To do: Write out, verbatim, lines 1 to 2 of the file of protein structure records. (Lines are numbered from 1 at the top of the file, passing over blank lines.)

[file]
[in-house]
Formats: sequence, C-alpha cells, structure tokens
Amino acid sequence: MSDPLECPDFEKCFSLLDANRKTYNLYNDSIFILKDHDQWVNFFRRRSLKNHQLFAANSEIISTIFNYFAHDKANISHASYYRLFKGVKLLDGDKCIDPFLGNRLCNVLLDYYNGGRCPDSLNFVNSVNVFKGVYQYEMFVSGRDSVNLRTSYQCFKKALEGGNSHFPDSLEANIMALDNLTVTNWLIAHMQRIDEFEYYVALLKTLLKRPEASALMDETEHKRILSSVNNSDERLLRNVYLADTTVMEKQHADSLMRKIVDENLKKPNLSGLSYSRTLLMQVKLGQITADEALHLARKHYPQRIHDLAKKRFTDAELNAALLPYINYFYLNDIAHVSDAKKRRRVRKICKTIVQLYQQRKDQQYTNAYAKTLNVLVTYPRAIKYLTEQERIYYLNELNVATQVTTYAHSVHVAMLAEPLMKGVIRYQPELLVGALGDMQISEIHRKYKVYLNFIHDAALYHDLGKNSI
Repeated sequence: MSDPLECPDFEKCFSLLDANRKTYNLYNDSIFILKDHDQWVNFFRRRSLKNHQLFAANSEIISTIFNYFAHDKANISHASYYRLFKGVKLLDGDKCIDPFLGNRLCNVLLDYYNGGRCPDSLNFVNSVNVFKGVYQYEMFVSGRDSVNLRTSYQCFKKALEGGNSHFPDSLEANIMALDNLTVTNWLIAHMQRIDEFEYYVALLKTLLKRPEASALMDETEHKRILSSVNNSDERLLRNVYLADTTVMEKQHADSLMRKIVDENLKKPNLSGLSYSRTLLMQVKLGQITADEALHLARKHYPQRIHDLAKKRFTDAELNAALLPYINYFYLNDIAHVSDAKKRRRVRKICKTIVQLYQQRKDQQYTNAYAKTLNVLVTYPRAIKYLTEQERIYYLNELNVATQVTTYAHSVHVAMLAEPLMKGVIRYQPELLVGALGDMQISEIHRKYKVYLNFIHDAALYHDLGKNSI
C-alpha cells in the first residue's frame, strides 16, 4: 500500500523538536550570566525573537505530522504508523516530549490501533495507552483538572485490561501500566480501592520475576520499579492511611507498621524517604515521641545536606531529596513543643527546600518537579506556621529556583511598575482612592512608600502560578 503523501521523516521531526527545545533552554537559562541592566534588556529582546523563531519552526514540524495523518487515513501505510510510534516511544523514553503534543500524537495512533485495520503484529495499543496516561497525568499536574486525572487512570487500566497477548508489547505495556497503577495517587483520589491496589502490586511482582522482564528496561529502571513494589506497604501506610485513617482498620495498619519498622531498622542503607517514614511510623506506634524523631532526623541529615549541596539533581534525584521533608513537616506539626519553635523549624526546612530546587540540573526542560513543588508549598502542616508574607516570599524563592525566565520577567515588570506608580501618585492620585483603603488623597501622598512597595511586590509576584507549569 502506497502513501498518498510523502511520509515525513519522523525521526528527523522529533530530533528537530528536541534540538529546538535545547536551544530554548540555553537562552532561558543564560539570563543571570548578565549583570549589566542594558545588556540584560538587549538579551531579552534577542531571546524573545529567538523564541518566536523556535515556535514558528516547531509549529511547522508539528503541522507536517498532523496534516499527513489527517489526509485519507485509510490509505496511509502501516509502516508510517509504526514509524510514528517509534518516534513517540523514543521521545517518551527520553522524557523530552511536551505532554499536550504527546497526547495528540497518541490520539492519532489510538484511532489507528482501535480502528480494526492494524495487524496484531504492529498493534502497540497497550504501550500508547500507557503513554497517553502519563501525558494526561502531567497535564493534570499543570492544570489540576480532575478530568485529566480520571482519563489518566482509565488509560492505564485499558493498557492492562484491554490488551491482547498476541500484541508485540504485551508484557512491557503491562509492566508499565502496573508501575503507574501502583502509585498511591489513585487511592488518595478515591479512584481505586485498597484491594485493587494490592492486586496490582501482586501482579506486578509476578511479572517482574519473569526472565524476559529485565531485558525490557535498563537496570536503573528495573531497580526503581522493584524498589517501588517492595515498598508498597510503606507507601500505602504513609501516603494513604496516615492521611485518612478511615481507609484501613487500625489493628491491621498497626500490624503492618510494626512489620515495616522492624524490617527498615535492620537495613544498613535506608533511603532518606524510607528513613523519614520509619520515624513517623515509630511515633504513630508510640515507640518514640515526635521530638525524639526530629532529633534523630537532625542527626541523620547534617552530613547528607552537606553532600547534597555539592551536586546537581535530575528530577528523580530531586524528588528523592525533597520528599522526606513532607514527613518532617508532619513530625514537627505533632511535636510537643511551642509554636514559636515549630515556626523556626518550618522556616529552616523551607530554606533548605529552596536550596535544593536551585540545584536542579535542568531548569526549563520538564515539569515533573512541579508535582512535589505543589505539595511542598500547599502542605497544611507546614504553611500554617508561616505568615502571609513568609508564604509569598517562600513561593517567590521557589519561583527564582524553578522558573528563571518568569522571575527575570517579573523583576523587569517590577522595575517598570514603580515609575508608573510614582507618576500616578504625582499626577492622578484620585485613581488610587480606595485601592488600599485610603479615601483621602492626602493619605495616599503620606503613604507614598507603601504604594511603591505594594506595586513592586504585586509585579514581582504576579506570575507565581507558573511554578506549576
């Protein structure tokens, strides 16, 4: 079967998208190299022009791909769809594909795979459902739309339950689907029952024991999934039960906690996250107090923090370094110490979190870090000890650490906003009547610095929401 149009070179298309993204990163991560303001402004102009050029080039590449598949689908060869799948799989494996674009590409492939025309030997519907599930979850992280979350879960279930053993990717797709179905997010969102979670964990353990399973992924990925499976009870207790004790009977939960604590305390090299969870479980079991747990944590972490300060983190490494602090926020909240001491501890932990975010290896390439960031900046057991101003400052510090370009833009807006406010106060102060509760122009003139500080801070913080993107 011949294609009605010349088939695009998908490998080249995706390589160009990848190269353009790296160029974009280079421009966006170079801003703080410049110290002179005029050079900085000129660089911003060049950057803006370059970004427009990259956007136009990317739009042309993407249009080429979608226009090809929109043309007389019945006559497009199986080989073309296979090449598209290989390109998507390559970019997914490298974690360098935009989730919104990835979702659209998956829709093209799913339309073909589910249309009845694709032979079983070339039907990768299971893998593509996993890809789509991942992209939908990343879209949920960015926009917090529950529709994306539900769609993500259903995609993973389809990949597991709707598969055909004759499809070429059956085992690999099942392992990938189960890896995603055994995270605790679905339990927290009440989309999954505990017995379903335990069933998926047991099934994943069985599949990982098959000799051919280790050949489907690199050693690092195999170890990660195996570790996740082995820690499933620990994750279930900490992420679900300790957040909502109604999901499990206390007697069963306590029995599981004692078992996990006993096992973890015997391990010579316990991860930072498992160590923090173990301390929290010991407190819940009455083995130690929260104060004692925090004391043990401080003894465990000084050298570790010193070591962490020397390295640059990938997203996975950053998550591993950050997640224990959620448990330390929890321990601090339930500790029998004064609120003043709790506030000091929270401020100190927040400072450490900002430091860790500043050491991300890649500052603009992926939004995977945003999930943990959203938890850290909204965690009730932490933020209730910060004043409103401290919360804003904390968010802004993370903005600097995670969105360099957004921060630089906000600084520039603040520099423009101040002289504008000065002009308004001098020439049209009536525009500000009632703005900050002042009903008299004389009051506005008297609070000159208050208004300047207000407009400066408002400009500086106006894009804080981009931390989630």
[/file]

[in-house]
Formats: sequence, C-alpha cells, structure tokens